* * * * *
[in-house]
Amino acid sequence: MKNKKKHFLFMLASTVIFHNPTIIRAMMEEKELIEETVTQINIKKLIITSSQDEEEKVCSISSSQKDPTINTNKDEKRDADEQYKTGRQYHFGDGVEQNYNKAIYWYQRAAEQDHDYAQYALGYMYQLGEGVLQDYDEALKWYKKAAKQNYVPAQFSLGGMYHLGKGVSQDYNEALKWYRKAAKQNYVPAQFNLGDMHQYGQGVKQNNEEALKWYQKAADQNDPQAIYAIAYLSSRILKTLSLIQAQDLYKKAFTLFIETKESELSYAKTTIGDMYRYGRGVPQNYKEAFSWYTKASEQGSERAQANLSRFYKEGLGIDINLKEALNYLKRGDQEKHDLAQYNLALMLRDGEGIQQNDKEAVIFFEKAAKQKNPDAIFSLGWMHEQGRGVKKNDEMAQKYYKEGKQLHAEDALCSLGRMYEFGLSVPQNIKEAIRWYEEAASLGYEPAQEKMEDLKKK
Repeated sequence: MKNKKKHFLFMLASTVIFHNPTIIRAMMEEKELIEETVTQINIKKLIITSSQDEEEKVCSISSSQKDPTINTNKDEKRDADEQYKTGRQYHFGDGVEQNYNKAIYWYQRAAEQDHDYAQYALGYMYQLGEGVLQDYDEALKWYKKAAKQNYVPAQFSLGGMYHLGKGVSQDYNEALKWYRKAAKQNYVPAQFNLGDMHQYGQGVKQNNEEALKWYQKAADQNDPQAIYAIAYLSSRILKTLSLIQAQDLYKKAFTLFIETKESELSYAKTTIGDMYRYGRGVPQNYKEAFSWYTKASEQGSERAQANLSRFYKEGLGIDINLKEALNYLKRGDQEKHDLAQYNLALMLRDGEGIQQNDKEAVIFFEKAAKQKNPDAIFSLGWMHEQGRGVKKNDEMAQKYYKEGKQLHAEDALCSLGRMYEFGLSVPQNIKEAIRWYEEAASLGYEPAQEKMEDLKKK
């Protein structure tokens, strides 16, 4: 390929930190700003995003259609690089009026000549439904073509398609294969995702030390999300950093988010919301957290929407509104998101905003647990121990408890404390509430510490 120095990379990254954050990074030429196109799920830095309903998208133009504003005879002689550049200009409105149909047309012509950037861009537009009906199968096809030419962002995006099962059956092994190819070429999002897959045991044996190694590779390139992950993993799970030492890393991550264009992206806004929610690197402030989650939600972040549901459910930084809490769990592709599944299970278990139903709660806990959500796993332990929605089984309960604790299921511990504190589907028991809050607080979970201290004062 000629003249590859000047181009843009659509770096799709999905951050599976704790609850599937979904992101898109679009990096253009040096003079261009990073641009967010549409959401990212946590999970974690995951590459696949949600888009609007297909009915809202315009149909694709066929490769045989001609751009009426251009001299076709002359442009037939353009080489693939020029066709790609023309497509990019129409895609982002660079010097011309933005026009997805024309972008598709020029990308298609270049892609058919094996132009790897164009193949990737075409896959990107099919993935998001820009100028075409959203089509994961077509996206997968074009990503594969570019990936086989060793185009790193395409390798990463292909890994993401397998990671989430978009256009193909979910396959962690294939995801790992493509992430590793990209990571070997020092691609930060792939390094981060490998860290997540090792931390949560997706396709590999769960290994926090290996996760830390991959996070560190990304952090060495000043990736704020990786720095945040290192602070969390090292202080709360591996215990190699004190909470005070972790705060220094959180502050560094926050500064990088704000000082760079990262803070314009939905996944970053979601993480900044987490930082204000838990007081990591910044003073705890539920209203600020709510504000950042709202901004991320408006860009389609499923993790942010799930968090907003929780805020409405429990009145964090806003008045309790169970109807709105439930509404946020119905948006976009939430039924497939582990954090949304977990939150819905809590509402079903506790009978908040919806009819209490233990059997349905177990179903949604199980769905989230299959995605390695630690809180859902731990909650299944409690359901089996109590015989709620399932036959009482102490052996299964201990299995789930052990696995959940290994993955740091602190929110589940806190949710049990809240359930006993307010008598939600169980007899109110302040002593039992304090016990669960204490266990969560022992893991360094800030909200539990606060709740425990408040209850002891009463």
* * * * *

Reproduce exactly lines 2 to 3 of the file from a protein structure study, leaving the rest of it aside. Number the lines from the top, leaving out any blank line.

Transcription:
Amino acid sequence: MKNKKKHFLFMLASTVIFHNPTIIRAMMEEKELIEETVTQINIKKLIITSSQDEEEKVCSISSSQKDPTINTNKDEKRDADEQYKTGRQYHFGDGVEQNYNKAIYWYQRAAEQDHDYAQYALGYMYQLGEGVLQDYDEALKWYKKAAKQNYVPAQFSLGGMYHLGKGVSQDYNEALKWYRKAAKQNYVPAQFNLGDMHQYGQGVKQNNEEALKWYQKAADQNDPQAIYAIAYLSSRILKTLSLIQAQDLYKKAFTLFIETKESELSYAKTTIGDMYRYGRGVPQNYKEAFSWYTKASEQGSERAQANLSRFYKEGLGIDINLKEALNYLKRGDQEKHDLAQYNLALMLRDGEGIQQNDKEAVIFFEKAAKQKNPDAIFSLGWMHEQGRGVKKNDEMAQKYYKEGKQLHAEDALCSLGRMYEFGLSVPQNIKEAIRWYEEAASLGYEPAQEKMEDLKKK
Repeated sequence: MKNKKKHFLFMLASTVIFHNPTIIRAMMEEKELIEETVTQINIKKLIITSSQDEEEKVCSISSSQKDPTINTNKDEKRDADEQYKTGRQYHFGDGVEQNYNKAIYWYQRAAEQDHDYAQYALGYMYQLGEGVLQDYDEALKWYKKAAKQNYVPAQFSLGGMYHLGKGVSQDYNEALKWYRKAAKQNYVPAQFNLGDMHQYGQGVKQNNEEALKWYQKAADQNDPQAIYAIAYLSSRILKTLSLIQAQDLYKKAFTLFIETKESELSYAKTTIGDMYRYGRGVPQNYKEAFSWYTKASEQGSERAQANLSRFYKEGLGIDINLKEALNYLKRGDQEKHDLAQYNLALMLRDGEGIQQNDKEAVIFFEKAAKQKNPDAIFSLGWMHEQGRGVKKNDEMAQKYYKEGKQLHAEDALCSLGRMYEFGLSVPQNIKEAIRWYEEAASLGYEPAQEKMEDLKKK